Archive for November 4th, 2009

I’m currently working on a case study for one of my classes. It involves forgiveness. One of the “highly suggested books” to read is called Unpacking Forgiveness by Chris Brauns.  It’s an interesting book. The basic premise is that we are not called to forgive a person until they repent and ask for it. He states that is called Biblical forgiveness. He believes that forgiveness and reconciliation can never be separated and can only be given to a person who wants to be forgiven. He believes that Christians should always be ready to forgive.

He defines forgiveness as a commitment by the offended to pardon graciously the repentant from moral liability and to be reconciled to that person, although not all consequences are necessarily eliminated. (pp. 72)

His three basic ideas about forgiveness when dealing with an unrepentant offender are:

  1. Resolve not to take revenge
  2. Proactively show love
  3. Don’t forgive the unrepentant,  but leave room for the wrath of God.

Of course, his third principle is the most controversial. He  quotes Romans 12: 17-21, especially verse 19 as his proof text. THose verses say,

17Do not repay anyone evil for evil. Be careful to do what is right in the eyes of everybody. 18If it is possible, as far as it depends on you, live at peace with everyone. 19Do not take revenge, my friends, but leave room for God’s wrath, for it is written: “It is mine to avenge; I will repay,”[d]says the Lord. 20On the contrary:
“If your enemy is hungry, feed him;
if he is thirsty, give him something to drink.
In doing this, you will heap burning coals on his head.”[e] 21Do not be overcome by evil, but overcome evil with good. (emphasis his)

So,  I know this is kind of unfair since you haven’t read the book (or maybe some of you have) but I’m curious what are you thoughts about his definition and his principles of dealing with the unrepentant person? Please don’t assume that I agree or disagree with the guy. I had to read the book and apply it the case study. I’m chewing on that paper now. I’ll look forward to your thoughts.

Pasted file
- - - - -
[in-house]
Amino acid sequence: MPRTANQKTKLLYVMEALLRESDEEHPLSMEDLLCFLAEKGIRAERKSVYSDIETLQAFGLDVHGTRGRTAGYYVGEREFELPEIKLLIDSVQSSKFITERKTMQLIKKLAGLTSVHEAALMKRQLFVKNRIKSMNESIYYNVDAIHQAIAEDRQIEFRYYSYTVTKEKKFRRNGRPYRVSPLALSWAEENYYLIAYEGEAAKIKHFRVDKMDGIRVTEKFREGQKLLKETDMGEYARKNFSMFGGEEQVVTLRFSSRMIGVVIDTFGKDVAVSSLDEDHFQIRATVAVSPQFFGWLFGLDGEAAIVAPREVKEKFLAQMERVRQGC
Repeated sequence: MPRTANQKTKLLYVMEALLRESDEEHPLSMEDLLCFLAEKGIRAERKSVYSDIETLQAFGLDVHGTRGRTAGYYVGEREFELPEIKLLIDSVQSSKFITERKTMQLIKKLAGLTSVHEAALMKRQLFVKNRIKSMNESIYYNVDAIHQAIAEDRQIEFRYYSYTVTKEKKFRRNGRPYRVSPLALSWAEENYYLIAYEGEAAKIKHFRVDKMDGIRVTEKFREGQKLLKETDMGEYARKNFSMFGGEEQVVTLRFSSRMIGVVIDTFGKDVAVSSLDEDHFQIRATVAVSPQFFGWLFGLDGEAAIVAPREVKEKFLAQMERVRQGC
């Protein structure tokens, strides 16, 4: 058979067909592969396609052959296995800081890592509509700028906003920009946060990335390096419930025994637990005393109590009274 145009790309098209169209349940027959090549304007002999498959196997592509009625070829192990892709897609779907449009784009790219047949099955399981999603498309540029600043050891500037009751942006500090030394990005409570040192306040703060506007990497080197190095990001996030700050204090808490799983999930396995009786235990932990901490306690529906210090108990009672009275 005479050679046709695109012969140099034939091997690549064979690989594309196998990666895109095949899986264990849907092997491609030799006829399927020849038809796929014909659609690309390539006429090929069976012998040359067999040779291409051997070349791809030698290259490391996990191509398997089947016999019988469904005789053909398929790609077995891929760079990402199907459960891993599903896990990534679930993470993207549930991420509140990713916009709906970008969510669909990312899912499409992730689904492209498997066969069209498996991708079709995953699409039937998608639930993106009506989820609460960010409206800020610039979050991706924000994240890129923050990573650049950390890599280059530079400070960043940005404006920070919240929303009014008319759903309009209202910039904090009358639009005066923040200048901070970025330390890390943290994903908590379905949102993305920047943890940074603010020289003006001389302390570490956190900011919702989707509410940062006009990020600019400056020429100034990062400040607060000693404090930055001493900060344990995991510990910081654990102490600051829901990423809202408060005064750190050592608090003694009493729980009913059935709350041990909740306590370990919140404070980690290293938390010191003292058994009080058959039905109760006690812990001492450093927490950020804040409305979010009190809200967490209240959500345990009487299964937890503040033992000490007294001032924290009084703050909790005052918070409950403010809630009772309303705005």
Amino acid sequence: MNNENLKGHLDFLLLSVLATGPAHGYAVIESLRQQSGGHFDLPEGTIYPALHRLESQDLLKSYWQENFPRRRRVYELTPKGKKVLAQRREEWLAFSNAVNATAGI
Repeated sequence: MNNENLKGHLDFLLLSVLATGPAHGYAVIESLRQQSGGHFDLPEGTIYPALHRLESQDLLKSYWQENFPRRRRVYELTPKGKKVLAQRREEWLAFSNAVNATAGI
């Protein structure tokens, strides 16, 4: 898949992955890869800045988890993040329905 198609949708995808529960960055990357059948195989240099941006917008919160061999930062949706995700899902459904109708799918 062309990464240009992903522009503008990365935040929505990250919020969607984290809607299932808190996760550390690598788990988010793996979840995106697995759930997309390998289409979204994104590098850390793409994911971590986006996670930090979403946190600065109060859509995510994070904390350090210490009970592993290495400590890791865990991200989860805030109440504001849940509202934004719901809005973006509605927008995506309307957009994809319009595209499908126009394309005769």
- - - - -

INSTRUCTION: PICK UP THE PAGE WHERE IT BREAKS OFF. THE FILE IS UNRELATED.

The book can be found at Amazon here.

  • Share/Bookmark

I have a facebook friend who posted this as his status update. A friend of his wrote it in response to yesterday’s vote in Maine that repealed a law passed by the Maine legislature on marriage between homosexuals. I wonder what you think:

I want to give the church a big congratulations for their victory tonight in Maine.

Once again, you kept your eyes on the prize and won. I mean, why wouldn’t you win? You have G-d on your side! Your biggest talent lies in fundraising and your marketing departments never fail. Even though you could use a better PR department, you do a good enough job to get done what you want done. After all, fear is the best way to motivate people.

Tonight you’ve won Maine but you’ve lost the point.

Another 50,000 hungry people died today. Darfur continues. Shonda says she doesn’t need the man who just beat her and left her pregnant with another child. Church… you’ve won Maine but you’ve lost the point.

You’re no longer a place for comfort, healing, advice, direction, or peace. Rather, you’re just another political machine covered in your own filfthy agenda to make everyone look, act, love, and sound just like you through the use of fear.

Your hate is speaking louder than your love. Tonight, you’ve won Maine but you’ve lost the point.

I’m only asking you to comment on this article, not on the particular actions of the voters. Do you think this article is fair?* Do you think this is a fair comparison/contrast?

Thanks for participating.

*It should be noted that ‘gay-marriage’ has failed in 31 states now when put to the vote.

  • Share/Bookmark